The Coming Evangelical Collapse
|Mike Spencer |
The Internet Monk
A Modern Day
Within two generations, evangelicalism will be a house deserted of half its occupants. (Between 25 and 35 percent of Americans today are Evangelicals.) In the “Protestant” 20th century, Evangelicals flourished. But they will soon be living in a very secular and religiously antagonistic 21st century.
The evangelical investment in moral, social, and political issues has depleted our resources and exposed our weaknesses. Being against gay marriage and being rhetorically pro-life will not make up for the fact that massive majorities of Evangelicals can’t articulate the Gospel with any coherence. We fell for the trap of believing in a cause more than a faith.
- Expect evangelicalism to look more like the pragmatic, therapeutic, church-growth oriented megachurches that have defined success. Emphasis will shift from doctrine to relevance, motivation, and personal success – resulting in churches further compromised and weakened in their ability to pass on the faith.
- Two of the beneficiaries will be the Roman Catholic and Orthodox communions. Evangelicals have been entering these churches in recent decades and that trend will continue, with more efforts aimed at the “conversion” of Evangelicals to the Catholic and Orthodox traditions.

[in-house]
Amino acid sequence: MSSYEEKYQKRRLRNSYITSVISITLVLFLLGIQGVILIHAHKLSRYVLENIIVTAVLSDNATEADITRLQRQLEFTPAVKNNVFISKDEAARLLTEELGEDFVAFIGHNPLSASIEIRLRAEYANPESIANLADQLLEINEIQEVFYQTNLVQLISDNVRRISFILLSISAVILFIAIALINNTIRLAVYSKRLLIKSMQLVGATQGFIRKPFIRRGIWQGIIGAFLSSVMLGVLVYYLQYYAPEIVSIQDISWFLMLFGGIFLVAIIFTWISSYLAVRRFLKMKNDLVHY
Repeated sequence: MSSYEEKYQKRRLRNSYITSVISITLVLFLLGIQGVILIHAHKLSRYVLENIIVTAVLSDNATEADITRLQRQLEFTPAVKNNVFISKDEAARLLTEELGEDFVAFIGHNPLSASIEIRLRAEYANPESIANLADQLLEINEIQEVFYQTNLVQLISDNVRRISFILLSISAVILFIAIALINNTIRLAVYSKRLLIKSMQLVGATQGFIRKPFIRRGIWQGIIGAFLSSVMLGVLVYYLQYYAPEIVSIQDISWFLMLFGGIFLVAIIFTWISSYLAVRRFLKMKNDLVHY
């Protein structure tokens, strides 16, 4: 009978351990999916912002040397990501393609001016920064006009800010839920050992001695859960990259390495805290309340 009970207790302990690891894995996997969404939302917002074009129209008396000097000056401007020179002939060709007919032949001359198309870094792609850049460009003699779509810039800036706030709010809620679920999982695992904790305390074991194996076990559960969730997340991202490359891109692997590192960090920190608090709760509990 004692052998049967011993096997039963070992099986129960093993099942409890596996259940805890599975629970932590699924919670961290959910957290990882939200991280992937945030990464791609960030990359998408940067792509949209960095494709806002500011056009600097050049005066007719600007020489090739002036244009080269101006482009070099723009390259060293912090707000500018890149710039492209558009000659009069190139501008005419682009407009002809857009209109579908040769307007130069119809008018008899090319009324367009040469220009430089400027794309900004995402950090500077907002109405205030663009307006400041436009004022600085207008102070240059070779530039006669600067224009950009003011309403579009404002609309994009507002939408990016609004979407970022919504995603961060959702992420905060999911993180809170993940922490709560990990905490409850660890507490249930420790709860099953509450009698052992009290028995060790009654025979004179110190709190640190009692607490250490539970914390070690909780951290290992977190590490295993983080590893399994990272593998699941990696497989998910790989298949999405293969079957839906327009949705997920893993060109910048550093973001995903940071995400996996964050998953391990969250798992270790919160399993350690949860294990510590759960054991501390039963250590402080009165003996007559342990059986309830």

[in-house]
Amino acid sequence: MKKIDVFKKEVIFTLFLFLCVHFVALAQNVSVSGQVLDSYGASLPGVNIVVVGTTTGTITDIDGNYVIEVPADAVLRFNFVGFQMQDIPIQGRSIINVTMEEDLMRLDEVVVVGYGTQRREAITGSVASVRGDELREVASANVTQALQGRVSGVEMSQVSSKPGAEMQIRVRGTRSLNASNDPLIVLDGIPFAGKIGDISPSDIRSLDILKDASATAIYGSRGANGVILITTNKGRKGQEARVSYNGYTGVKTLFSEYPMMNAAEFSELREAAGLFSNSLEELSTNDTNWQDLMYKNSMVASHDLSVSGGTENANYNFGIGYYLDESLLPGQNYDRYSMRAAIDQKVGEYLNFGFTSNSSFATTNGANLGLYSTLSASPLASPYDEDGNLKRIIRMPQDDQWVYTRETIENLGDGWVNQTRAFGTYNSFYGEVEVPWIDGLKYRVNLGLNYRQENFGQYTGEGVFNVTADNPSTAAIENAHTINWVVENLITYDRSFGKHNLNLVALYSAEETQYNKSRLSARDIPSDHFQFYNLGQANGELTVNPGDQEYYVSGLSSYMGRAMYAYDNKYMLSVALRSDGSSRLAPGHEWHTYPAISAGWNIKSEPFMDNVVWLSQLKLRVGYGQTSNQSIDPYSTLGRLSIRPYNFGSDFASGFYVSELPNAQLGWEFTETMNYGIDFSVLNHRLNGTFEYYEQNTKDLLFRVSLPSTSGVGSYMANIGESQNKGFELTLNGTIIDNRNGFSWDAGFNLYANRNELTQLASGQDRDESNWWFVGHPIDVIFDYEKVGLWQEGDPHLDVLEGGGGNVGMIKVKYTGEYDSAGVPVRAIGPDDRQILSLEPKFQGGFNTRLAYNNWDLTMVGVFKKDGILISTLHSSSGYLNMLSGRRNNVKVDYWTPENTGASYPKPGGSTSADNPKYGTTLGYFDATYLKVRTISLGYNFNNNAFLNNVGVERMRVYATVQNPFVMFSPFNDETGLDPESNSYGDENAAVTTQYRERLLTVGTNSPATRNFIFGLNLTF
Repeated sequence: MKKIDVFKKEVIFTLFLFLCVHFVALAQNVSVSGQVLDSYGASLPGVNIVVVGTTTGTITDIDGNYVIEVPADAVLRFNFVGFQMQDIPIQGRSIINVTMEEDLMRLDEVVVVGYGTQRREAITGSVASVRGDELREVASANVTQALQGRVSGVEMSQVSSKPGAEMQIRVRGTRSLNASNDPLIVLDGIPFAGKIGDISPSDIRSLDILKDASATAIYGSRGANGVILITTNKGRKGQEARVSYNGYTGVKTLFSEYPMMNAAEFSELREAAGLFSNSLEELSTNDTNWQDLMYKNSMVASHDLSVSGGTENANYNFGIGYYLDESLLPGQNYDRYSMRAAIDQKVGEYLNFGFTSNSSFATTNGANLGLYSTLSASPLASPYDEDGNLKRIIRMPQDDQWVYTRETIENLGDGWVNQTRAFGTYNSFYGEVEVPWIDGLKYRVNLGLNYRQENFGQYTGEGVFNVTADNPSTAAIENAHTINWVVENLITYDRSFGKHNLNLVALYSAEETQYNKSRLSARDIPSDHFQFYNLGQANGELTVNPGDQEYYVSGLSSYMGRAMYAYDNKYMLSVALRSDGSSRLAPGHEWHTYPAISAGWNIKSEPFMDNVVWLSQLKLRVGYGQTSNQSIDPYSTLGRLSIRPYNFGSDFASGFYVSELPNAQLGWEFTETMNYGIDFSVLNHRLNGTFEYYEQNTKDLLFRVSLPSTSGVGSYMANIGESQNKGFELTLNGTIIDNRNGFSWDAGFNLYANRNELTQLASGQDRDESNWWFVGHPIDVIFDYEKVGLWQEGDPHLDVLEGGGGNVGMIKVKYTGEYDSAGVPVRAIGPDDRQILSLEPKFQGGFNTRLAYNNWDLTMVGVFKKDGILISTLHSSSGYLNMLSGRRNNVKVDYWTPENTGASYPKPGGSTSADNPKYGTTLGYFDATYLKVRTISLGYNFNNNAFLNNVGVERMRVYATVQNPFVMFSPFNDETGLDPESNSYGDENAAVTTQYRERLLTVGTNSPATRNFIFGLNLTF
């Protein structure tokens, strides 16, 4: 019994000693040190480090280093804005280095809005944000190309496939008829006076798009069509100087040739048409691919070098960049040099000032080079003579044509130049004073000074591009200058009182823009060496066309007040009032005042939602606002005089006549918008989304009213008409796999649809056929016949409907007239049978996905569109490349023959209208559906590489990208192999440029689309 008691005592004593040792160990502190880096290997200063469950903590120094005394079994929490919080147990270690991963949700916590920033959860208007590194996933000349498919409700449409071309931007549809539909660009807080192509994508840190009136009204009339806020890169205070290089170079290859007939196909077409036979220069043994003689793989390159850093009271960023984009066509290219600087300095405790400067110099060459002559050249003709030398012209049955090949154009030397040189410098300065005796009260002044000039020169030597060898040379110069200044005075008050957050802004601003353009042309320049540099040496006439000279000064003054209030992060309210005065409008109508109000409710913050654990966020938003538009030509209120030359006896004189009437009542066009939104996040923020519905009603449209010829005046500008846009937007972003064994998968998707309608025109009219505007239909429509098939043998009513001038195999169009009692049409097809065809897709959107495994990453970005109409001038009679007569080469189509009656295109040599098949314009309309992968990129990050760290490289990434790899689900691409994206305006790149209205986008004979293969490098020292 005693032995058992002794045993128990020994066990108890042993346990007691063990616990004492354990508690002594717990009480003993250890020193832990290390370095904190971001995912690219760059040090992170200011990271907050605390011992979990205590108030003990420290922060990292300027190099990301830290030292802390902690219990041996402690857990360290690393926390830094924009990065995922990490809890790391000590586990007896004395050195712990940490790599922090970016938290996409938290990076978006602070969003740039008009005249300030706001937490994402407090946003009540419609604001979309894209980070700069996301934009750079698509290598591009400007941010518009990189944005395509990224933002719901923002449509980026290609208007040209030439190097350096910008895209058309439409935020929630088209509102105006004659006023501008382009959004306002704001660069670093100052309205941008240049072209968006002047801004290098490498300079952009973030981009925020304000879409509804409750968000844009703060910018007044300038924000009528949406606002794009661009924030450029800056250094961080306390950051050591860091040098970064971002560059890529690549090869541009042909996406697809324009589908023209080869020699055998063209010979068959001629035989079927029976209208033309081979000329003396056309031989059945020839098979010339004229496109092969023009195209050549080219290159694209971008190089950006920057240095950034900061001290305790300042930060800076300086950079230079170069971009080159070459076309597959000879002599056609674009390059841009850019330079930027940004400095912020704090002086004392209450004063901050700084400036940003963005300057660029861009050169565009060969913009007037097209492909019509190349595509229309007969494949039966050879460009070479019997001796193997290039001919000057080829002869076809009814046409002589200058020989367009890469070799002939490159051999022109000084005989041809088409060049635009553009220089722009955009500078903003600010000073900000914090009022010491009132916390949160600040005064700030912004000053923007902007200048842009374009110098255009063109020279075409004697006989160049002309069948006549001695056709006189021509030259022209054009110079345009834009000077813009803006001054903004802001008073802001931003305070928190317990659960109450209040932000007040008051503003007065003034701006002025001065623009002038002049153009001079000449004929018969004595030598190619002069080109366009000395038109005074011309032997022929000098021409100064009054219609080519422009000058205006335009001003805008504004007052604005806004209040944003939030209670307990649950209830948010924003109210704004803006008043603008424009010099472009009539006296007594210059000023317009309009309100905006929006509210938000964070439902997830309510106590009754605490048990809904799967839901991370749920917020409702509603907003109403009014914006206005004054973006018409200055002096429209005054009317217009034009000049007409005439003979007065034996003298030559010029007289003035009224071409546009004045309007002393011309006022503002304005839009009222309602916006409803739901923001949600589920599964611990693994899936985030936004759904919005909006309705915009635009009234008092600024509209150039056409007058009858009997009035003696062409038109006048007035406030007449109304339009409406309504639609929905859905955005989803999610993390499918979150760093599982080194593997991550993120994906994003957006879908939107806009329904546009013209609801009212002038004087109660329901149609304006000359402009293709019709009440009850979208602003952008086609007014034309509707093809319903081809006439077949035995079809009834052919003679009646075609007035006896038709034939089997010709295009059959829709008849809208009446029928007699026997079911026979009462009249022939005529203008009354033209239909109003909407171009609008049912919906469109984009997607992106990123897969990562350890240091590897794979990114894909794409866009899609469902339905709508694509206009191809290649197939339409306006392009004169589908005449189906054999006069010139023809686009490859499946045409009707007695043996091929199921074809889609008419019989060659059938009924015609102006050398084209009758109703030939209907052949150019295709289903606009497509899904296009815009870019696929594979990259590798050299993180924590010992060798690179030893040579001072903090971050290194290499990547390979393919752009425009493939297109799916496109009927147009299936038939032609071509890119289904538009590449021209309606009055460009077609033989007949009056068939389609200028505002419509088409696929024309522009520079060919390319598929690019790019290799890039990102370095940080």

- A small band will work hard to rescue the movement from its demise through theological renewal. This is an attractive, innovative, and tireless community with outstanding media, publishing, and leadership development. Nonetheless, I believe the coming evangelical collapse will not result in a second reformation, though it may result in benefits for many churches and the beginnings of new churches.
- The emerging church will largely vanish from the evangelical landscape, becoming part of the small segment of progressive mainline Protestants that remain true to the liberal vision.
- Aggressively evangelistic fundamentalist churches will begin to disappear.
- Charismatic-Pentecostal Christianity will become the majority report in evangelicalism. Can this community withstand heresy, relativism, and confusion? To do so, it must make a priority of biblical authority, responsible leadership, and a reemergence of orthodoxy.
- Evangelicalism needs a “rescue mission” from the world Christian community. It is time for missionaries to come to America from Asia and Africa. Will they come? Will they be able to bring to our culture a more vital form of Christianity?